Sorry, but this isn’t moving in the order of priorities that I would approach your operation. That said, I am with withdrawing from the project as of today. This is what our approach would have been given a “free hand:”

1. If inadequate cash on hand? (at least one months administrative/fixed expenses in bank). Solution: What owned assets can be sold (under-utilized aircraft) for example, and turned into cash.

2. Review airport and sublease. If less than five years, cause for immediate renegotiation.

3. Determine what fixed expenses can be reduced immediately.

4. Create and implement a cost-effective aggressive marketing/promotion campaign to generate a more immediate cash flow.

5. Create a new compensation plan for CFIs now, re-labled, “Flight Account Manager-CFI.”  Include incentive performance based bonus, student completion to private, etc.

6. If owned or high equity position, sell off under-utilized aircraft–any fleet aircraft not at least breaking even.

7. Increase dual rate by $5 an hour. Students are loyal to instructor. Leaving is unlikely because they will not see they are abandoning Cirrus, rather the instructor who by now they have a bonded relationship with.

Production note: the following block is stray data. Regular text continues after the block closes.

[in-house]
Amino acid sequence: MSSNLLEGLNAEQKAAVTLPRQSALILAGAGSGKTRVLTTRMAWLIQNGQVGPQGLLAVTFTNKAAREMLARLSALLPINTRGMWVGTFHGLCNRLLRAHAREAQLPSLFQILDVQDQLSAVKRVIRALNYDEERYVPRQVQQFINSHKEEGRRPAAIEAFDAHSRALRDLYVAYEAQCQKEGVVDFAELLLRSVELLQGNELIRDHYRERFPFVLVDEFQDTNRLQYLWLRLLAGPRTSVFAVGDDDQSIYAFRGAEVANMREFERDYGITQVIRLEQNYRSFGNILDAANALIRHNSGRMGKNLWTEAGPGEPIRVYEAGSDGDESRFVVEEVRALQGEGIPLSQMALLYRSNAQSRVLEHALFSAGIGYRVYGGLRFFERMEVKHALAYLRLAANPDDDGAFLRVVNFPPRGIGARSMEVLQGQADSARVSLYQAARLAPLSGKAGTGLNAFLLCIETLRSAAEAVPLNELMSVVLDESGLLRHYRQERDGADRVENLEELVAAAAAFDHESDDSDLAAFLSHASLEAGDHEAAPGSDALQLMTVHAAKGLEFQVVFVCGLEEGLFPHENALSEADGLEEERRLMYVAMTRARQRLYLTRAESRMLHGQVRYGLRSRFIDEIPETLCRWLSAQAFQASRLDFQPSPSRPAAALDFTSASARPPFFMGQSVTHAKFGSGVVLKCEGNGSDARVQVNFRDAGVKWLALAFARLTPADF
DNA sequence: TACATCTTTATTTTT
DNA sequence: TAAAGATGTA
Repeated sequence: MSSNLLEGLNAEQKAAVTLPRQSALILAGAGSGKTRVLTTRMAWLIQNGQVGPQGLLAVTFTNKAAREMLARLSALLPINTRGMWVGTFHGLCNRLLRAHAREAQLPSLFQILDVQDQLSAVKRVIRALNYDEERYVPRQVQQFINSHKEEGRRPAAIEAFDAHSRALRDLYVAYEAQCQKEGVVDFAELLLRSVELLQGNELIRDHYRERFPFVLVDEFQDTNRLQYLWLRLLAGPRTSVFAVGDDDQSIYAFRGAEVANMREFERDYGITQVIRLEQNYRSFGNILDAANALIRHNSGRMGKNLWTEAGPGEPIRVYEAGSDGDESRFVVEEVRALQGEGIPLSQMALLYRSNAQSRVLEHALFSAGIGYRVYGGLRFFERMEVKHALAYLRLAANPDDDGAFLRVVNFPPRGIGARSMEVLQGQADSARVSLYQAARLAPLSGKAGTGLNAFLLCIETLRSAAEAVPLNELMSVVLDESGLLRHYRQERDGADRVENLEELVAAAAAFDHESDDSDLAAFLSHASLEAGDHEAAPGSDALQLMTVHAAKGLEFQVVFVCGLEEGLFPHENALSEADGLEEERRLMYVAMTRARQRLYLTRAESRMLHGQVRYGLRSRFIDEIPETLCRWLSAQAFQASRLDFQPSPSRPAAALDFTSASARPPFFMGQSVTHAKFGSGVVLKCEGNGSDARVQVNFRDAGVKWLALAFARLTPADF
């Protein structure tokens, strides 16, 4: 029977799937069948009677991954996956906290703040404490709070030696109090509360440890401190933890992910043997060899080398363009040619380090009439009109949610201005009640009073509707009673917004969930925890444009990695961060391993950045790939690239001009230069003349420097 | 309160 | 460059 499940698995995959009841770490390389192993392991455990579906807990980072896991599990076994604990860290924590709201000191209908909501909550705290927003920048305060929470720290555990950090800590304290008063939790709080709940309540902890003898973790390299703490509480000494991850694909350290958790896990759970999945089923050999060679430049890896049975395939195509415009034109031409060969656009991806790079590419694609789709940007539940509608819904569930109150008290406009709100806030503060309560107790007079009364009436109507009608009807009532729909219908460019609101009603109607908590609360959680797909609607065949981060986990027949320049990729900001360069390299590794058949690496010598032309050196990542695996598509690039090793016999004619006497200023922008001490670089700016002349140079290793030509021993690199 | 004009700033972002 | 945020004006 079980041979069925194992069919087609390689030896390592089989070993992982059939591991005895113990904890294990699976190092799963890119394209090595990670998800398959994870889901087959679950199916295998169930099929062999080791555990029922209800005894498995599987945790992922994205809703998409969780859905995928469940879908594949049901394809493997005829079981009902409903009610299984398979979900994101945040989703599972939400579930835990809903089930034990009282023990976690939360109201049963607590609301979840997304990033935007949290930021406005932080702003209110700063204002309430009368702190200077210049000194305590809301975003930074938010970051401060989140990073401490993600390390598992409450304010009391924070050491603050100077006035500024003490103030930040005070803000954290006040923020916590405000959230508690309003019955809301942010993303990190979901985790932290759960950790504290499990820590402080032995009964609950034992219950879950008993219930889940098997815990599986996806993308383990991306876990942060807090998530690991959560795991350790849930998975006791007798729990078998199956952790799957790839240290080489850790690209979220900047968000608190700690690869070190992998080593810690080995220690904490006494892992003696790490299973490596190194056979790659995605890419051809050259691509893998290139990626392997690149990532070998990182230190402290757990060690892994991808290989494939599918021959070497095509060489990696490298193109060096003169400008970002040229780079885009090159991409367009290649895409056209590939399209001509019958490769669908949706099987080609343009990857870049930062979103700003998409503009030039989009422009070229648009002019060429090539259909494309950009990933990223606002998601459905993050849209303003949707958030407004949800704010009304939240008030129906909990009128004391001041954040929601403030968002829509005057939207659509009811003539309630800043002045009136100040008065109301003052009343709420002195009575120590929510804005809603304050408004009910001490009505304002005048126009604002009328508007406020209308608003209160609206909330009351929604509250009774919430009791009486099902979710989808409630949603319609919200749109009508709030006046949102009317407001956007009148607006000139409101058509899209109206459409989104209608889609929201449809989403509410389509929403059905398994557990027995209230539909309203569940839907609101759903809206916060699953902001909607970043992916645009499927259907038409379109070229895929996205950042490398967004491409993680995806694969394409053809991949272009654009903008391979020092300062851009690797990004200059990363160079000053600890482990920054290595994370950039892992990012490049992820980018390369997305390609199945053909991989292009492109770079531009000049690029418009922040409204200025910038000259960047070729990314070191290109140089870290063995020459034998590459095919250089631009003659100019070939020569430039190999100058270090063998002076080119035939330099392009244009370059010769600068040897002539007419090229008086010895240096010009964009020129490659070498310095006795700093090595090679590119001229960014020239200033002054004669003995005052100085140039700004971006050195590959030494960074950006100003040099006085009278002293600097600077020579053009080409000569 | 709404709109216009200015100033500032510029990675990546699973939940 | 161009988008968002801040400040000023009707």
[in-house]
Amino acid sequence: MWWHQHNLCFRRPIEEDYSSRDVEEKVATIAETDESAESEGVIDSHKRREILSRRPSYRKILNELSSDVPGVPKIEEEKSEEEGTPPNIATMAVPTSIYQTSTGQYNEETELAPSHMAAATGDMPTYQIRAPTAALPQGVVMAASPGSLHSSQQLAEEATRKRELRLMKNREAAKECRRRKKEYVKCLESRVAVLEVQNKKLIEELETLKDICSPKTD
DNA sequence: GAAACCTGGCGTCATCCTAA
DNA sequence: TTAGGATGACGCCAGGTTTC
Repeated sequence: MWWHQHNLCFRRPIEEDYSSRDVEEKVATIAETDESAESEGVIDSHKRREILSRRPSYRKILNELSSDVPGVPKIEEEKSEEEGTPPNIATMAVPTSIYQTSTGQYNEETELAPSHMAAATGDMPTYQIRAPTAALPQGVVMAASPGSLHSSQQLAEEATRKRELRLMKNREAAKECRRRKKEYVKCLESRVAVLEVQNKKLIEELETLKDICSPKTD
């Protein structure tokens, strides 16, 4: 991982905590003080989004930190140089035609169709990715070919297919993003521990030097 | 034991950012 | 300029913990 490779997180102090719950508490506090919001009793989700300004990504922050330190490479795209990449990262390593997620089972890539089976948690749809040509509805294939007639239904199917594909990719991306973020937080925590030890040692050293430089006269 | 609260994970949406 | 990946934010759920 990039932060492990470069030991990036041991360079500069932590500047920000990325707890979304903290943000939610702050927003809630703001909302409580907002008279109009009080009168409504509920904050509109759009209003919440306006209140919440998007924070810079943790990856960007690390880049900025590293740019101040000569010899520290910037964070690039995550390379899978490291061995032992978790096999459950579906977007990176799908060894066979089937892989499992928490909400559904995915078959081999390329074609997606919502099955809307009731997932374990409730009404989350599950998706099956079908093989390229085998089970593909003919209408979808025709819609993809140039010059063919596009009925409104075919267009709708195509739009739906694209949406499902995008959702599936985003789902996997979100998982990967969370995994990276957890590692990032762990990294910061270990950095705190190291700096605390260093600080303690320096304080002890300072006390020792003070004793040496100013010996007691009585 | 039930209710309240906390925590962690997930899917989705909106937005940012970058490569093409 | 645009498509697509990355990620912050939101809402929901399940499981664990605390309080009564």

8. Increase all rates on any aircraft doing in excess of 80 hours a month, including the Skycatcher and newer glass-panel Skyhawk. The high demand indicates the present rate is too low.

9. Create print advertising/promotion material and update the website.

10. Allocate a budget to implement a direct mail jumbo postcard to upscale areas of Sarasota and create a “special invite” Open House.

11. Train all Flight Account Managers on personal selling techniques. The hiring criteria for future CFIs would ideally require retail sales experience, outgoing personalities, a  professional demeanor, and so on.

12. Determine why any aircraft is flying in excess of 100 hours a month, then add an (finances permitting or creative leaseback arrangement) aircraft of that type within 30-60 days.

These are the first 12  major steps and priorities I would address and the order I would attack them based on what I know of Cirrus’ present financial and operational status. Unfortunately, and as far as I know, “FBO/Flight School Management for Dummies” isn’t out or available at Barnes and Noble or Amazon.

Despite the less-than-stellar interpersonal skills of the consultants, Nayda did gain something from the relationship. She plans to try a number of tactics in the near future: